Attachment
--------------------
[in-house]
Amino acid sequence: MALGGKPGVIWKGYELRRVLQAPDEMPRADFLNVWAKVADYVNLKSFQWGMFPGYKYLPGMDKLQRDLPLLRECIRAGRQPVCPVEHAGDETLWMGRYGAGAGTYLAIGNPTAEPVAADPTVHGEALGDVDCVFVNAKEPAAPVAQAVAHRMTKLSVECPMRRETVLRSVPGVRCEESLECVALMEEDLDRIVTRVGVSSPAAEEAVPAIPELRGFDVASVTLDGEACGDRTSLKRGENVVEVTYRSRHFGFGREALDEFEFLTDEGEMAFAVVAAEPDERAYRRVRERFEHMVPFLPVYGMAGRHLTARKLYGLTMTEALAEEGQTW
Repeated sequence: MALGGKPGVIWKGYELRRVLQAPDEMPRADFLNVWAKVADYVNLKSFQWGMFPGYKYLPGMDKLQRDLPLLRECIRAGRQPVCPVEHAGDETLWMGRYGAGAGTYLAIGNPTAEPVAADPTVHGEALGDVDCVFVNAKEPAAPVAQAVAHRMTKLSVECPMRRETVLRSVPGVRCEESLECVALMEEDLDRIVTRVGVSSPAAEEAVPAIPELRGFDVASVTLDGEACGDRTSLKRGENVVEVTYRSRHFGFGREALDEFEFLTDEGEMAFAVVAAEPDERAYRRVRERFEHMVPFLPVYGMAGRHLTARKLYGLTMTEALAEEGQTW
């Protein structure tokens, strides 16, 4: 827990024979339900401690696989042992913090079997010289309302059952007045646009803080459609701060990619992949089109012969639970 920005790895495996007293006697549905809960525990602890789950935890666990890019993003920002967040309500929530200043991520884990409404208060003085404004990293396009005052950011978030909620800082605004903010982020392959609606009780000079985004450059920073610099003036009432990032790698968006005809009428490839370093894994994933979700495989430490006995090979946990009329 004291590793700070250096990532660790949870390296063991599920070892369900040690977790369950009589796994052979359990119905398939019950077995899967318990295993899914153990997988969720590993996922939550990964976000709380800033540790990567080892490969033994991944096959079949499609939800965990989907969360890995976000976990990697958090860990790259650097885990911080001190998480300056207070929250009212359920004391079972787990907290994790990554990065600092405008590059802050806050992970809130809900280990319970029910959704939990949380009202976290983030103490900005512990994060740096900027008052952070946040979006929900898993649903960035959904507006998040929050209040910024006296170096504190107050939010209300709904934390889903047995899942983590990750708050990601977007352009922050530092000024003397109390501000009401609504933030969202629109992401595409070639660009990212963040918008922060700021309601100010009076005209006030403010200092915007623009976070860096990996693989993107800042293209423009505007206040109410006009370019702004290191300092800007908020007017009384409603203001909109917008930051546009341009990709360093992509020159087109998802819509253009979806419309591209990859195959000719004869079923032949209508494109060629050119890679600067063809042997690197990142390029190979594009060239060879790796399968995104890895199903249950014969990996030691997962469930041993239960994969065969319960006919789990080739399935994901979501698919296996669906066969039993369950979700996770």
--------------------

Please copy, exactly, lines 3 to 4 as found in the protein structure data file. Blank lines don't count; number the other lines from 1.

Repeated sequence: MALGGKPGVIWKGYELRRVLQAPDEMPRADFLNVWAKVADYVNLKSFQWGMFPGYKYLPGMDKLQRDLPLLRECIRAGRQPVCPVEHAGDETLWMGRYGAGAGTYLAIGNPTAEPVAADPTVHGEALGDVDCVFVNAKEPAAPVAQAVAHRMTKLSVECPMRRETVLRSVPGVRCEESLECVALMEEDLDRIVTRVGVSSPAAEEAVPAIPELRGFDVASVTLDGEACGDRTSLKRGENVVEVTYRSRHFGFGREALDEFEFLTDEGEMAFAVVAAEPDERAYRRVRERFEHMVPFLPVYGMAGRHLTARKLYGLTMTEALAEEGQTW
């Protein structure tokens, strides 16, 4: 827990024979339900401690696989042992913090079997010289309302059952007045646009803080459609701060990619992949089109012969639970 920005790895495996007293006697549905809960525990602890789950935890666990890019993003920002967040309500929530200043991520884990409404208060003085404004990293396009005052950011978030909620800082605004903010982020392959609606009780000079985004450059920073610099003036009432990032790698968006005809009428490839370093894994994933979700495989430490006995090979946990009329 004291590793700070250096990532660790949870390296063991599920070892369900040690977790369950009589796994052979359990119905398939019950077995899967318990295993899914153990997988969720590993996922939550990964976000709380800033540790990567080892490969033994991944096959079949499609939800965990989907969360890995976000976990990697958090860990790259650097885990911080001190998480300056207070929250009212359920004391079972787990907290994790990554990065600092405008590059802050806050992970809130809900280990319970029910959704939990949380009202976290983030103490900005512990994060740096900027008052952070946040979006929900898993649903960035959904507006998040929050209040910024006296170096504190107050939010209300709904934390889903047995899942983590990750708050990601977007352009922050530092000024003397109390501000009401609504933030969202629109992401595409070639660009990212963040918008922060700021309601100010009076005209006030403010200092915007623009976070860096990996693989993107800042293209423009505007206040109410006009370019702004290191300092800007908020007017009384409603203001909109917008930051546009341009990709360093992509020159087109998802819509253009979806419309591209990859195959000719004869079923032949209508494109060629050119890679600067063809042997690197990142390029190979594009060239060879790796399968995104890895199903249950014969990996030691997962469930041993239960994969065969319960006919789990080739399935994901979501698919296996669906066969039993369950979700996770």